Negro Leagues DB Update: 1910 & 1911 Negro Leagues
This week we’ve added the 1910 and 1911 Negro leagues to the DB. This gives us the pleasure of presenting statistics for one of black baseball’s great teams, the Chicago Leland Giants of 1910. Led by Pete Hill and John Henry Lloyd, both in their prime, a 37-year-old Grant Johnson, and the brilliant pitching of Frank Wickware, Rube Foster‘s team went 22-2-1 against top black competition. Hill blistered pitchers for a .511 average (and it was a loud .511, with 18 extra base hits in 22 games), while Wickware burst on the scene with a brilliant rookie season, going undefeated against black teams (8-0 in games with box scores, 9-0 overall).
This addition to the DB also includes the rise of the St. Louis Giants to major status and the founding of the New York Lincoln Giants by the McMahon brothers, both in 1911. The 1910 season saw Cyclone Joe Williams come north to join the Chicago Giants; in 1911 the Philadelphia Giants, a formerly great club now in its twilight, introduced a rookie battery consisting of the 20-year-old Dick Redding and the 22-year-old Louis Santop.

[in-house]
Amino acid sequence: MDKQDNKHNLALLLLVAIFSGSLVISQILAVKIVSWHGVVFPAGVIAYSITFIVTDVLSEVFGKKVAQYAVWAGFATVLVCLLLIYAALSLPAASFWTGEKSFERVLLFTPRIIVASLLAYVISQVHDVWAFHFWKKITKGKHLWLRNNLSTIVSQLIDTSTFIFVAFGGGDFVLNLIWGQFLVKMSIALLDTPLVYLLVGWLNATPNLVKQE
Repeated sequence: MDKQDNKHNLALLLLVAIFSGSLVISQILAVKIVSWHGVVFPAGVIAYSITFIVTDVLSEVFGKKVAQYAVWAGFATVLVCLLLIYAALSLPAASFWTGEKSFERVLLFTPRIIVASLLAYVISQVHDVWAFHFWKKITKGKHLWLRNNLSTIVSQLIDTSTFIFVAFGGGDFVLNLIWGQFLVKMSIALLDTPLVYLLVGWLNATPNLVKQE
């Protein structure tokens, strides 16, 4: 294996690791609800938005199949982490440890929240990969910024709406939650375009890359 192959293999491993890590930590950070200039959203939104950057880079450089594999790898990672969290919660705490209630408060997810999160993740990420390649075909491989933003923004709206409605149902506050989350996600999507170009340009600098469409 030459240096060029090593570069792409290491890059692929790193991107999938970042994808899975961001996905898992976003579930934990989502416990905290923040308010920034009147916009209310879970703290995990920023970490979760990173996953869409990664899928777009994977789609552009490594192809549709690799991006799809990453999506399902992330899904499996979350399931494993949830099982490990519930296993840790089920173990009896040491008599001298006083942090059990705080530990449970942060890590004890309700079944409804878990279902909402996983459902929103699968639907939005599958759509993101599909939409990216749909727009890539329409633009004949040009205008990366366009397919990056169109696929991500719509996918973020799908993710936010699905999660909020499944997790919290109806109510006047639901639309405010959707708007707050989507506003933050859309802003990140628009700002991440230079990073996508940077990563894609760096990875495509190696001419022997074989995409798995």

These years also witnessed the brief appearance in the blackball ranks of two men perhaps better known for their endeavors in other fields. William Clarence Matthews, former Harvard shortstop and a future Assistant Attorney General of the United States under the Coolidge Administration, played a game at second base for the New York Black Sox in 1910. And Lorenzo Dow Turner, a prominent linguist and the father of Gullah studies, pitched for the Philadelphia Giants in 1911, using his middle name presumably to preserve his eligibility for the Howard University team.
As always, lots of people have helped out with the research. I especially want to thank Todd Peterson, who provided us with box scores and information on the St. Paul Gophers and Minneapolis Keystones (and what he didn’t provide specifically to us I cribbed from his great book, Early Black Baseball in Minnesota); Dwayne Isgrig, who provided box scores from St. Louis; and Scott Simkus, who has been tracking down missing box scores from Chicago.
Coming soon: the 1908 and 1909 Negro leagues, the 1923 Eastern Colored League, and many more Cuban seasons.